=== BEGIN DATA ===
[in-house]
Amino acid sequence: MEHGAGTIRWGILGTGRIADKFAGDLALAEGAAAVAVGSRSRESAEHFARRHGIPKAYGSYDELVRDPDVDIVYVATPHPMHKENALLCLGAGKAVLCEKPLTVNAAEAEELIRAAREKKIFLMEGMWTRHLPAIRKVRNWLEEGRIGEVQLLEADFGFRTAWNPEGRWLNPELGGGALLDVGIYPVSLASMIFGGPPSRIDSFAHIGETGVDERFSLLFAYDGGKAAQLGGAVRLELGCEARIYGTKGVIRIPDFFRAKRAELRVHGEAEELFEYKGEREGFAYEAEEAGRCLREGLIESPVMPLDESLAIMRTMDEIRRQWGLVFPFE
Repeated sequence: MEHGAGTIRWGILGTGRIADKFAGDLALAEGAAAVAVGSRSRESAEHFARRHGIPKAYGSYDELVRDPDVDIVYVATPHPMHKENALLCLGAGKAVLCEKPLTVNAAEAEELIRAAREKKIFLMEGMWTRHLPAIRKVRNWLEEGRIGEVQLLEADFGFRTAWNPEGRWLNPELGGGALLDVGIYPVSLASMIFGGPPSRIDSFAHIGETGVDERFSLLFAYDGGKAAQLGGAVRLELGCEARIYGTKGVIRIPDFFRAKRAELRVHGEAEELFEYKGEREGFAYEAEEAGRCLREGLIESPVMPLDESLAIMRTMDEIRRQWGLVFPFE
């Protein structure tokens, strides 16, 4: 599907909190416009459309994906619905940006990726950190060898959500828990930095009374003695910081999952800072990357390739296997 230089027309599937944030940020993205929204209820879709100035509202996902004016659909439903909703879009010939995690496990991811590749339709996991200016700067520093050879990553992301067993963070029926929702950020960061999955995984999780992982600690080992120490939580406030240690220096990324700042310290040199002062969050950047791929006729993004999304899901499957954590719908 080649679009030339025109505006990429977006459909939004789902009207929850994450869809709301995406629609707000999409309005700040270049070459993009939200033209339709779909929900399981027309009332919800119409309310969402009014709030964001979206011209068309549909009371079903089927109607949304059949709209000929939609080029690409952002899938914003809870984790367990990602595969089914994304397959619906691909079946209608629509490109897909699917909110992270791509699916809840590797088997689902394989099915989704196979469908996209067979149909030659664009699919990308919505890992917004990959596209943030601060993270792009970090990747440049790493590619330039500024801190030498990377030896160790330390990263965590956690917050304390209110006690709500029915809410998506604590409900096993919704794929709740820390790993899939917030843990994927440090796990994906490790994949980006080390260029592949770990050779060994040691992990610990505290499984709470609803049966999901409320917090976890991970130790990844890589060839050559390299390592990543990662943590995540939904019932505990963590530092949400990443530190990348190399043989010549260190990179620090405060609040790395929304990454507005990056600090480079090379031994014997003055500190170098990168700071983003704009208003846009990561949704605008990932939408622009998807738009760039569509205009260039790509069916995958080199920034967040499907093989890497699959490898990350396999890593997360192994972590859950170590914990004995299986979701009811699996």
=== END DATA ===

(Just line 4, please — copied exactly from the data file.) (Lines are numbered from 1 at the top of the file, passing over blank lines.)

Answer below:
């Protein structure tokens, strides 16, 4: 599907909190416009459309994906619905940006990726950190060898959500828990930095009374003695910081999952800072990357390739296997 230089027309599937944030940020993205929204209820879709100035509202996902004016659909439903909703879009010939995690496990991811590749339709996991200016700067520093050879990553992301067993963070029926929702950020960061999955995984999780992982600690080992120490939580406030240690220096990324700042310290040199002062969050950047791929006729993004999304899901499957954590719908 080649679009030339025109505006990429977006459909939004789902009207929850994450869809709301995406629609707000999409309005700040270049070459993009939200033209339709779909929900399981027309009332919800119409309310969402009014709030964001979206011209068309549909009371079903089927109607949304059949709209000929939609080029690409952002899938914003809870984790367990990602595969089914994304397959619906691909079946209608629509490109897909699917909110992270791509699916809840590797088997689902394989099915989704196979469908996209067979149909030659664009699919990308919505890992917004990959596209943030601060993270792009970090990747440049790493590619330039500024801190030498990377030896160790330390990263965590956690917050304390209110006690709500029915809410998506604590409900096993919704794929709740820390790993899939917030843990994927440090796990994906490790994949980006080390260029592949770990050779060994040691992990610990505290499984709470609803049966999901409320917090976890991970130790990844890589060839050559390299390592990543990662943590995540939904019932505990963590530092949400990443530190990348190399043989010549260190990179620090405060609040790395929304990454507005990056600090480079090379031994014997003055500190170098990168700071983003704009208003846009990561949704605008990932939408622009998807738009760039569509205009260039790509069916995958080199920034967040499907093989890497699959490898990350396999890593997360192994972590859950170590914990004995299986979701009811699996």